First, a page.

Packer (r)evolution

March 19th, 2008 8 comments

We
know for sure that cyber-criminals use private tools to check AV detection prior to releasing new malware in the wild, making sure it goes undetected by
AV signatures at the time of release. As AV companies identify new packers and
are able to inspect inside them (or simply identify the malicious packer itself),
the bad guys are releasing those which are not detected by most AV.

 

This
has transformed the packer world significantly. The "big name packers" are
decreasingly being used by malware. By contrast new packers types are surging
which have two main characteristics: (a) they are not widely used in order to
stay below the radar and (b) they use obfuscation or anti-debugging techniques.


What
we're seeing is that:

  • Increasingly,
    malware families use their own 'customized' or ‘private’
    packers, which are not recognized by most AV engines.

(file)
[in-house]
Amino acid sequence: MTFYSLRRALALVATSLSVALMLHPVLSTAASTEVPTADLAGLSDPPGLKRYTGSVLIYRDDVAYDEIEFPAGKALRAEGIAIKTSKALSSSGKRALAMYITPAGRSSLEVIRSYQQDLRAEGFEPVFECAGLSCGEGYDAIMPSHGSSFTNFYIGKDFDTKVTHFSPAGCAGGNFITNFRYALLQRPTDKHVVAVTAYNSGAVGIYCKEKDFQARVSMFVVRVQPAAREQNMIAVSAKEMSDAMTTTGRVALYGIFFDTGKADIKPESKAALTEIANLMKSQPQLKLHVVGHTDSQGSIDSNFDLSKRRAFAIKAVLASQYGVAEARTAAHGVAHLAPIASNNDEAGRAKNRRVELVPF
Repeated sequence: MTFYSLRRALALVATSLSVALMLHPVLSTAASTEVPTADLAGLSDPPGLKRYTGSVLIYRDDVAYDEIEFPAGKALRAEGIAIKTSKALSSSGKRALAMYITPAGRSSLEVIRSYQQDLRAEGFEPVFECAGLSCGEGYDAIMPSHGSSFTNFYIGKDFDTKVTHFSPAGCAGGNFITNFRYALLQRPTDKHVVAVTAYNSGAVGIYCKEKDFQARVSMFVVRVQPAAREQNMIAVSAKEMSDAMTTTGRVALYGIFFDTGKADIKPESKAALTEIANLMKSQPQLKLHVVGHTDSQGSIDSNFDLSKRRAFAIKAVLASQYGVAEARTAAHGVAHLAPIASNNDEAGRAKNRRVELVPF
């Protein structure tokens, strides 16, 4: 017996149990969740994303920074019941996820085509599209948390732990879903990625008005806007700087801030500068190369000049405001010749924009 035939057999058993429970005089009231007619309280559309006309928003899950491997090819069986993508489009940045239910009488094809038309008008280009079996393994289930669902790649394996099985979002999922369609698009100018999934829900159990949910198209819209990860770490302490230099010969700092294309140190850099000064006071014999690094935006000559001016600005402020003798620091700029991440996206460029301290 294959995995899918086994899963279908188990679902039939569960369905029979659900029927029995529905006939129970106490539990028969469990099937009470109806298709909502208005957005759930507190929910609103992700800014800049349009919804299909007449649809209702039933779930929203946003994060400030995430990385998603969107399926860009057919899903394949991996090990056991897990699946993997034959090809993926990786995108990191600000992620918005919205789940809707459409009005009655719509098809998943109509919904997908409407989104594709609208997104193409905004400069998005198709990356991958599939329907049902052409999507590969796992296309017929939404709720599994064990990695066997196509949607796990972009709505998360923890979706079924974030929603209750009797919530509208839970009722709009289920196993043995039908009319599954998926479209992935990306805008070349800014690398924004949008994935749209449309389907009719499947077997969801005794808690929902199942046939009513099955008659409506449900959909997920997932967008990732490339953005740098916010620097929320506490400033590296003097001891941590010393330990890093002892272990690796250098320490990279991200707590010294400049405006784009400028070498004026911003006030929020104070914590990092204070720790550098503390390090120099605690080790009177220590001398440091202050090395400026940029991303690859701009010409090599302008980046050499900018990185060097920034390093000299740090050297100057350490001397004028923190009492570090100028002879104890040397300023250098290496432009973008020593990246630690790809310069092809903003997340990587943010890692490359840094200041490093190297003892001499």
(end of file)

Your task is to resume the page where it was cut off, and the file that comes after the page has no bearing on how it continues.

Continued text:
• There's
    a large variety of packers, each with its own little variations, being
    used by a reduced number of malware variants.


The
strategy these criminals are following is to quickly develop customized
variants of packers and use them in very few samples. By the time the AV
companies identify the samples and add the unpacking routine to their engines,
they already have a new batch of packing variations in store which is being
applied to the next batch of samples.


As
an exercise we’ve analyzed all the samples Panda has seen in-the-wild (actively
infecting two or more different sites) since August 2007 to March 2008 and